Census question on citizenship challenged in court

The U.S. Census bureau announced plans to include questions about citizenship on the 2020 Census. (Photo by U.S. Census Bureau.)

Washington is one of 19 states filing a legal challenge against the Trump administration’s decision to add a question about citizenship status in the 2020 U.S. Census.

The challenge, filed in a New York City federal court on Tuesday, alleges that the citizenship question will discourage undocumented residents from participating in the Census. California filed a similar lawsuit on Monday.

In a press statement, Washington Attorney General Bob Ferguson said “the Census Bureau’s own research reveals asking people about their citizenship situation could significantly undermine its constitutional mandate: an accurate count of everyone in the United States, regardless of immigration status.”

In the same news release through Ferguson’s office, Gov. Jay Inslee added that “between under funding the 2020 Census and making changes that will suppress participation by already under-represented populations, it’s clear this administration is trying to sabotage a critical tool for making informed policy decisions and ensuring fair representation.”

OneAmerica, Seattle-based immigrant advocacy group, and Rep. Pramila Jayapal, shared similar concerns in their own press releases.

In her statement, Jayapal said it would discourage undocumented families and mixed-status families from participating.

President Donald Trump has made measures against undocumented immigrants entering and staying in the United States one of his major political planks.

In a Monday memo, U.S. Commerce Secretary Wilbur Ross wrote: “I find that the need for accurate citizenship data and the limited burden that the reinstatement of the citizenship question would impose outweigh fears about a potentially lower response rate. Importantly, the Department’s review found that limited empirical evidence exists about whether adding a citizenship question would decrease response rates materially.”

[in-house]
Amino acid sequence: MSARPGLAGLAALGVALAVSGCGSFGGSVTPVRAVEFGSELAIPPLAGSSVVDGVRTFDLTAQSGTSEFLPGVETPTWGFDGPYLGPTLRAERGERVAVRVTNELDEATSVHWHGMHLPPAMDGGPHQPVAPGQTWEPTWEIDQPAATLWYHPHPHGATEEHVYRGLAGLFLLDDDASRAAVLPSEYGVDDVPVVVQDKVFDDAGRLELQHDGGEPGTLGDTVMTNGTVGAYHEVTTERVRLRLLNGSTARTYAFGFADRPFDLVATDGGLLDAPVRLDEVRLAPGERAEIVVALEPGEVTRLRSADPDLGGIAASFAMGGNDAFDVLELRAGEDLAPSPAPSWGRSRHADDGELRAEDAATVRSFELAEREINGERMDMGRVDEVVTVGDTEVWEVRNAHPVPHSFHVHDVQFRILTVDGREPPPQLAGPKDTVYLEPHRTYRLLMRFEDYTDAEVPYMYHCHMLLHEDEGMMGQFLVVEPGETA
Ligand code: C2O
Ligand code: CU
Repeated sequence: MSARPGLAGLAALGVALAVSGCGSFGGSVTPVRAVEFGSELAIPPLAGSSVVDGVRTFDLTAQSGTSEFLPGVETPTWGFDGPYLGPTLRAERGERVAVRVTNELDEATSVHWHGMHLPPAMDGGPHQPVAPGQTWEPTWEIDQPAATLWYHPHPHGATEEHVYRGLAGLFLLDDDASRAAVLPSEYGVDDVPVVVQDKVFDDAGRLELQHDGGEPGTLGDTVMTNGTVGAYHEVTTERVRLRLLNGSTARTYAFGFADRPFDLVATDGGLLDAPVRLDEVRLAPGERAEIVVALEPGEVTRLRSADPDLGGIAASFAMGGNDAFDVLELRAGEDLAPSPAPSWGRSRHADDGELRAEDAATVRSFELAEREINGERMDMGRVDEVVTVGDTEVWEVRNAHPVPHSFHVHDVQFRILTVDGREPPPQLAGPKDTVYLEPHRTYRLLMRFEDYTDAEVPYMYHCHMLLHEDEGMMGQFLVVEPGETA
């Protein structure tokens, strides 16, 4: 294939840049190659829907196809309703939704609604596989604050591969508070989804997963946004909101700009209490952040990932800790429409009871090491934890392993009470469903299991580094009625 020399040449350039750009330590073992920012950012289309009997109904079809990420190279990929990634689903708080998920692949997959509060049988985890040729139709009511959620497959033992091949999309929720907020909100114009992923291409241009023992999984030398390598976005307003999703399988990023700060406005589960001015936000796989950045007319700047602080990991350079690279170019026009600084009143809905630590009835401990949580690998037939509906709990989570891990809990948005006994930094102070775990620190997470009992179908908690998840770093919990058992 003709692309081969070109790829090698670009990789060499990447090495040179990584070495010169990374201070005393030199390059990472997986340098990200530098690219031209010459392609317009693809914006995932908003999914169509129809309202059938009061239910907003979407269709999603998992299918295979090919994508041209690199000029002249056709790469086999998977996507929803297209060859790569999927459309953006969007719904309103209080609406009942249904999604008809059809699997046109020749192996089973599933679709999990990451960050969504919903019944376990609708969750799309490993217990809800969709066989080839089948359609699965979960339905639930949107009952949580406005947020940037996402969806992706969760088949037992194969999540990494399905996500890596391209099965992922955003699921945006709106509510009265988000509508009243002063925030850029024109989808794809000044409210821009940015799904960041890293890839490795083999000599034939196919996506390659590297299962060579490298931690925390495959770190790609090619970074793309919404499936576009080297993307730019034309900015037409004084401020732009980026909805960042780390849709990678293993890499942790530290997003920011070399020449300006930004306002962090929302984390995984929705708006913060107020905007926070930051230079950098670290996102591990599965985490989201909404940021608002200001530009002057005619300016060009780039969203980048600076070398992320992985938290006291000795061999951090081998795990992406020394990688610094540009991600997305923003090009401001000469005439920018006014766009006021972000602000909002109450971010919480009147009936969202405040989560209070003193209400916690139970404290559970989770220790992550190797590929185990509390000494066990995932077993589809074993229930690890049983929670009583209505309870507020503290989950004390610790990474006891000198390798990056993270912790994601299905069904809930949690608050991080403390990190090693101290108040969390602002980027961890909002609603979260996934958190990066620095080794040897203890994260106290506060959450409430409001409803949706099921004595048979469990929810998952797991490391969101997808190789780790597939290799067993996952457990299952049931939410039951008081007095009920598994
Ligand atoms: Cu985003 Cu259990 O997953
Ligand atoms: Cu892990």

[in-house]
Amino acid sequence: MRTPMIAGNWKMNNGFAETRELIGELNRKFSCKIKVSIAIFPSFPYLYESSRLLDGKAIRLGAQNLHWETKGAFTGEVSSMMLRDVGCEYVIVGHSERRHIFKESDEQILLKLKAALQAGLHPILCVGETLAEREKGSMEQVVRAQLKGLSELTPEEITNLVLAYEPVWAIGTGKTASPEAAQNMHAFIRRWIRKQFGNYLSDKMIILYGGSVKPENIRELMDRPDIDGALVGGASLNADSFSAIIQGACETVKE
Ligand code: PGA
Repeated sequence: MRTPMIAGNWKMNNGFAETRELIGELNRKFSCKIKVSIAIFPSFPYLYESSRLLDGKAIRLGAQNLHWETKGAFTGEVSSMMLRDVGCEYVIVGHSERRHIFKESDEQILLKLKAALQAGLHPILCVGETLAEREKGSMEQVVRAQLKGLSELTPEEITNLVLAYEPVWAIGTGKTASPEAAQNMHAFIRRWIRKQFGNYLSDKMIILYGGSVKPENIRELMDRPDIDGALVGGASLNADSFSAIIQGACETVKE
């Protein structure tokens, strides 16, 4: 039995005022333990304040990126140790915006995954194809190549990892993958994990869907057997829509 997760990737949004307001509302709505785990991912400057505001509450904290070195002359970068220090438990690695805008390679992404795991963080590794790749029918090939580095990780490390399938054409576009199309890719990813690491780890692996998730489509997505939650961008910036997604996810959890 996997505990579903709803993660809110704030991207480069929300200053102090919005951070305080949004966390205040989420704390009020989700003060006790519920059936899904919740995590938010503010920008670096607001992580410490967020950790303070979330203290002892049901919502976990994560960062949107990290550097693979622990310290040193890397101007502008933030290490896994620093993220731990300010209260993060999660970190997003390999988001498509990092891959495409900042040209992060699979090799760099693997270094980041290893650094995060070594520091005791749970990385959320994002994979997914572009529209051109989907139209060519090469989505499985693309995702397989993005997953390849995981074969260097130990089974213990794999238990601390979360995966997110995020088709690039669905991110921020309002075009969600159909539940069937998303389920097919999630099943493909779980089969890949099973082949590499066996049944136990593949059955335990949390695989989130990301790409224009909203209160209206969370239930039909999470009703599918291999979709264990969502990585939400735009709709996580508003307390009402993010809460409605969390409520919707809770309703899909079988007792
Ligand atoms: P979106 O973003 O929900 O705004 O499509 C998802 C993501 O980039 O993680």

About six weeks ago, Ferguson and 18 other attorneys general sent a letter to Ross to oppose the addition of the citizenship question. The announcement has been expected since late last year.

That letter said the U.S. Census Bureau has long recognized the difficulty of counting immigrant and non-citizen communities.

“Recent pretests by the Census Bureau have revealed that immigrant respondents increasingly expressed concerns about confidentiality and data sharing, especially when asked questions about citizenship,” the Feb. 12 letter said.

The letter noted that four previous Census Bureau directors appointed by both Republicans and Democrats have contended that the citizenship question  — last asked in 2000 — have decreased participation in the census.

Meanwhile, U.S. Rep. Grace Meng, D-New York, announced Tuesday that she plans to introduce a bill that would remove that question for the Census — a proposal likely to run into trouble with the Republicans in charge of both the U.S. House and Senate.

1 Comment

  1. I believe Census form does not need information whether non-citizen is legal or illegal resident. Why such a fuss?

Comments are closed.

1 Comment

  1. I believe Census form does not need information whether non-citizen is legal or illegal resident. Why such a fuss?

Comments are closed.